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Neurosci Biobehav Rev. 2014 Oct;46 Pt 1:105-23. doi: 10.1016/j.neubiorev.2014.06.008. Epub 2014 Jun 24.

Performance monitoring across the lifespan: still maturing post-conflict regulation in children and declining task-set monitoring in older adults.

Author information

1
TU Dresden, Department of Psychology, Chair of Lifespan Developmental Neuroscience, Dresden, Germany; Max Planck Institute for Human Development, Center for Lifespan Psychology, Berlin, Germany. Electronic address: dorothea.haemmerer@tu-dresden.de.
2
Max Planck Institute for Human Development, Center for Lifespan Psychology, Berlin, Germany.
3
TU Dresden, Department of Psychology, Chair of Lifespan Developmental Neuroscience, Dresden, Germany; Max Planck Institute for Human Development, Center for Lifespan Psychology, Berlin, Germany. Electronic address: Shu-Chen.Li@tu-dresden.de.

Abstract

Conditions that render the selection of correct actions difficult require the monitoring of the execution and outcomes of one's own actions. Such performance monitoring abilities undergo maturational and aging-related changes across the lifespan. This review highlights evidence for qualitative differences in behavior and physiological correlates of performance monitoring across the lifespan. Few developmental studies examine both stimulus-locked as well as response-locked components. Here, we examine a lifespan pattern of stimulus- as well as response-locked ERPs during performance monitoring to inform age differences in subprocesses of performance monitoring. Findings from functional magnetic resonance imaging (fMRI) studies that lend further support for the observed age differences in performance monitoring are also reviewed. Together, the evidence suggest that suboptimal performance monitoring during maturation is characterized by a reduced ability to flexibly translate experienced conflicts into top-down control, whereas declined performance monitoring in aging is characterized by difficulties in maintaining task set representations. Such age specific deficits are apparent in performance monitoring related to response conflicts as well as in performance monitoring during reinforcement learning and value-based decision making.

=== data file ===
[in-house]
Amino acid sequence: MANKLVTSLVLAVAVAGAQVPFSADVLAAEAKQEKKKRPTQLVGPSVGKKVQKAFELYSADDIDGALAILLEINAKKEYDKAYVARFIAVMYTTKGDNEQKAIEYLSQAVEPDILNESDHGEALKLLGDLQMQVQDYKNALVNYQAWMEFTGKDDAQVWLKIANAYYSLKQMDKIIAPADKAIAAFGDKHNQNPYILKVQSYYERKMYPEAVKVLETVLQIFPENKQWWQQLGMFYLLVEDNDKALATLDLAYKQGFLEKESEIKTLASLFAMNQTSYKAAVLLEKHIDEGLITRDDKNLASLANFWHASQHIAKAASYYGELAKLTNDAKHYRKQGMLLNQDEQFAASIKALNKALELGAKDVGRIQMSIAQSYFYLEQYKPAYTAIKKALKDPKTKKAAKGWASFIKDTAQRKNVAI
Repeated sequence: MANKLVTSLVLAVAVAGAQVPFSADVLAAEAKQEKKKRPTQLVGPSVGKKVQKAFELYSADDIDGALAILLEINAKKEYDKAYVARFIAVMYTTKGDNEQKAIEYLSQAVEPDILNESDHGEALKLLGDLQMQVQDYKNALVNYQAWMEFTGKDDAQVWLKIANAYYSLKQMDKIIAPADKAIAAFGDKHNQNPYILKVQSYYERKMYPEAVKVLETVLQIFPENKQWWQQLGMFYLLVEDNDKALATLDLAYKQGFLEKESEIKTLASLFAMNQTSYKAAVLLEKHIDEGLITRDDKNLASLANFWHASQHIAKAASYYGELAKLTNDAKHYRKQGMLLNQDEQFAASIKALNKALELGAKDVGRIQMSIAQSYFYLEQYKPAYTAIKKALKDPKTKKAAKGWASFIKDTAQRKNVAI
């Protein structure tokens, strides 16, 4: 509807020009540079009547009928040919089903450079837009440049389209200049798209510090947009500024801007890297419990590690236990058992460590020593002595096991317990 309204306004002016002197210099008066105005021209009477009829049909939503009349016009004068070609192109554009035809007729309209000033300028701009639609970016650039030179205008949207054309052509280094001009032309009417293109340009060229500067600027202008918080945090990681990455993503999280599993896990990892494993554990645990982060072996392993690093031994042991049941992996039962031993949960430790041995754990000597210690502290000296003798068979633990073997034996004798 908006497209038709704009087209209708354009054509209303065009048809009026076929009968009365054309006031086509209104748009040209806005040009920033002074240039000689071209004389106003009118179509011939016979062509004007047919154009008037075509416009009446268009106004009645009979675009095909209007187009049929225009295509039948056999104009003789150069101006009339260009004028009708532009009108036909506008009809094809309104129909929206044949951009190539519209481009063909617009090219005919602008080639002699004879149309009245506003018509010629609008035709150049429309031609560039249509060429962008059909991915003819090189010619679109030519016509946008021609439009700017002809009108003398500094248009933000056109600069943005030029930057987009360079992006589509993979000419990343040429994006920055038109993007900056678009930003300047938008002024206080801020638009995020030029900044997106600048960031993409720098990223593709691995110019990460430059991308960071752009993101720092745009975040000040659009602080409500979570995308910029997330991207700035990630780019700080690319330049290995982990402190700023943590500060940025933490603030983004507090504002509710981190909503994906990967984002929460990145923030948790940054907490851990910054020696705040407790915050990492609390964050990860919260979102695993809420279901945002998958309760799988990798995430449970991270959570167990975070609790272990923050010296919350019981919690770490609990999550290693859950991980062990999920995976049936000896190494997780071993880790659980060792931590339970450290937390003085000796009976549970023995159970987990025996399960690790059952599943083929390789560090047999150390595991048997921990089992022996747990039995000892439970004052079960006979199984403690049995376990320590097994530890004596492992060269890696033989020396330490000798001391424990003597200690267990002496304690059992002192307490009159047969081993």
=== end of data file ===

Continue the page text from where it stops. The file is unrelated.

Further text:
KEYWORDS:

Cognitive aging; Cognitive control; Cognitive development; Context; ERP; Lifespan; Performance monitoring; Task set maintenance; fMRI

PMID:
24971826
DOI:
10.1016/j.neubiorev.2014.06.008
[Indexed for MEDLINE]
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